A color spectrum, based on the amino acid sequence of the protein Collagen. First, I wrote a program in Python, to analyze the amino acid frequencies in a sequence. Then I wrote a second program to visualize the results.
It'll be really interesting to see how the spectra change depending on the size, composition and function of the protein scanned. I'd like to see some GPCRs and other transmembrane proteins to see how they differ from globular and structural proteins.

Kristin ran the code for insulin in her program next:
These color maps are fantastic! I think a print of a scientist's favorite protein would make the perfect gift for that hard-to-buy-for nerd... and would look just as awesome in a baby's nursery as it would in a doctor's office!

Hop of over to Kristin's blog for more details. 

The challenge theme for August / September is Hypatia of Alexandria - what are you going to create?

Thursday, May 10, 2012

Is Philosophy Important For Scientists?

Great article from the Physics Buzz blog about science and philosophy.

This one hits home for me because I earned my undergraduate degree in philosophy, perhaps the poster child for "useless majors" (up there with dance and art history). xkcd even lists it first in the parody song "Every Major's Terrible." (Click the image to see the comic full-size.)

xkcd every major's terrible parody

 It's a shame, really, because I consider it incredibly useful. (Never mind that Randall's stereotyped depiction of philosophy is way far off the mark.) Here's a few reasons.

1. Critical Thinking Skills

Not everyone becomes scientists, or programmers, or engineers, but everyone engages in debates of some kind or another. Most everyone reads the news, posts on forums or blogs, votes in elections, or failing that, has conversations with their friends. We see advertisements and commercials constantly: we are bombarded with persuasive arguments and rhetoric to convince us to vote for a certain candidate or to buy a certain shampoo. How stupid it is to be ill-equipped to cope with them!

It would be impractical for everyone to go back to school and earn a B.A. in philosophy just to deal with this situation, however, so here's few good references:

2. Self-Expression

Philosophy is broad enough that it can be applied to almost anything. And I do mean anything.

The Beatles Philosophy
Arguably this might be taking it too far.

Within the broader field of philosophy, there's epistemology (the study of knowledge), ethics, aesthetics, and metaphysics* (the study of the nature of reality). There's something there for everybody! If you're at all a thoughtful individual, you've wondered about issues that fall under one or more of those headings. Even a basic Philosophy 101 class can provide a better set of concepts and vocabulary you can use to express yourself and explain your opinion: consequential, utilitarian, and deontological are just the beginning!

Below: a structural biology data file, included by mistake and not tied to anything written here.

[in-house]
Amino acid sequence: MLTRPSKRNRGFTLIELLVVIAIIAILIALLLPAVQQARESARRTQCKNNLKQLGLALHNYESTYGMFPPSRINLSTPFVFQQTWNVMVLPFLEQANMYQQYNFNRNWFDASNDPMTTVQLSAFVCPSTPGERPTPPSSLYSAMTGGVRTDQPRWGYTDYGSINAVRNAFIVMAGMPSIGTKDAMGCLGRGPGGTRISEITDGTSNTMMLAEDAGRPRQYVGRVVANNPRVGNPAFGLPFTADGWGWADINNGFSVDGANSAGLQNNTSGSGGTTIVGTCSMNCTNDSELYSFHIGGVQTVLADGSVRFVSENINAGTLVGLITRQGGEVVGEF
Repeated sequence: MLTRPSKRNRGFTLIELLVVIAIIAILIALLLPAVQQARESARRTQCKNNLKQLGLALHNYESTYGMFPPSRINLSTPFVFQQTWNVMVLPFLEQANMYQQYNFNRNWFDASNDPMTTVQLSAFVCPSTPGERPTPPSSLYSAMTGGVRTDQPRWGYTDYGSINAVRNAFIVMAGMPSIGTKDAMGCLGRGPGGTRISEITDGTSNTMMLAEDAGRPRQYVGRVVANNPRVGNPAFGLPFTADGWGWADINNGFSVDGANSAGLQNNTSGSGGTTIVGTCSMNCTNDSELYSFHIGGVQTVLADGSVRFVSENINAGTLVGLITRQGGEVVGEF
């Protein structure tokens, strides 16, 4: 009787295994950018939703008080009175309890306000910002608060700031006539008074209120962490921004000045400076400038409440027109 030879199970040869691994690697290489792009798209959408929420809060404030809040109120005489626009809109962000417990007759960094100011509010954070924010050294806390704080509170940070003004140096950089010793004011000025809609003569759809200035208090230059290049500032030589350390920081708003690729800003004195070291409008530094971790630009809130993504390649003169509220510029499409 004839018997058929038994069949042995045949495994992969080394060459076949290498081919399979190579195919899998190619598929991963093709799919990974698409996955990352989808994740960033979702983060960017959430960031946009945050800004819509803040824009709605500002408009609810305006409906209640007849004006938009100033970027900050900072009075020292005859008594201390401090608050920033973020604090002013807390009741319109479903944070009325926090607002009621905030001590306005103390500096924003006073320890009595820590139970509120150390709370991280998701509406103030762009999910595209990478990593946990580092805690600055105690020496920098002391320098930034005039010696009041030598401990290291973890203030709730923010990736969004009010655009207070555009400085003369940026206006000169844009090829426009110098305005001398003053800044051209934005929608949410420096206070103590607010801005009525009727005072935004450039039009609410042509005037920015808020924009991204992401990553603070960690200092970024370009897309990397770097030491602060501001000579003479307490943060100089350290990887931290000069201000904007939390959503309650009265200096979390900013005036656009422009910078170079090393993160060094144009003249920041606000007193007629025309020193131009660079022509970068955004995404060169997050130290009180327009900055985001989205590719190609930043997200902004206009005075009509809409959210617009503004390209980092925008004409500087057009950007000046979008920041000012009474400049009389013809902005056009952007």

3. Enriching Experiences

References to philosophical problems, quandaries, and puzzles happen all the time in popular culture. Granted, if you waste spend your time consuming Jersey Shore or Flava of Love you probably won't encounter much Sartres or Jean-Jacques Rousseau. The perennial favorite to cite at this point would be The Matrix and how it relates to Plato's allegory of the cave, or Descartes' evil genius, or whatever else people manage to read into that movie.

Even without straight-up references, a basic knowledge of Western philosophical concepts and treatises definitely adds a new layer to almost anything. Reading about John Locke's theory of identity right before watching Christopher Nolan's Memento made it much different than it would have been otherwise—I'd even venture to say better than it would have been otherwise. Spending an entire semester writing a senior philosophy thesis on Philip K. Dick's Do Androids Dream of Electric Sheep? and the moral and ethical quandaries of just one scene deepened my appreciation of the entire book.

Never mind this bit from Monty Python! (NSFW) (I once quoted this, in its entirety, in a final exam for a Survey of Modern Philosophy course because I thought my answer looked too short.)

4. Be A Better ________ (In This Case, Scientist)

I'm just going to quote from Albert Einstein on this one:
"I fully agree with you about the significance and educational value of methodology as well as history and philosophy of science. So many people today—and even professional scientists—seem to me like somebody who has seen thousands of trees but has never seen a forest. A knowledge of the historic and philosophical background gives that kind of independence from prejudices of his generation from which most scientists are suffering. This independence created by philosophical insight is—in my opinion—the mark of distinction between a mere artisan or specialist and a real seeker after truth."

And if that isn't enough, here's the story of Ilya Prigogine, a Nobel Prize winner in chemistry. Among other things, he's responsible for the concepts of dissipative structures and self-organizing systems. I read his story in Creativity not a day after I wrote the first draft of this entry.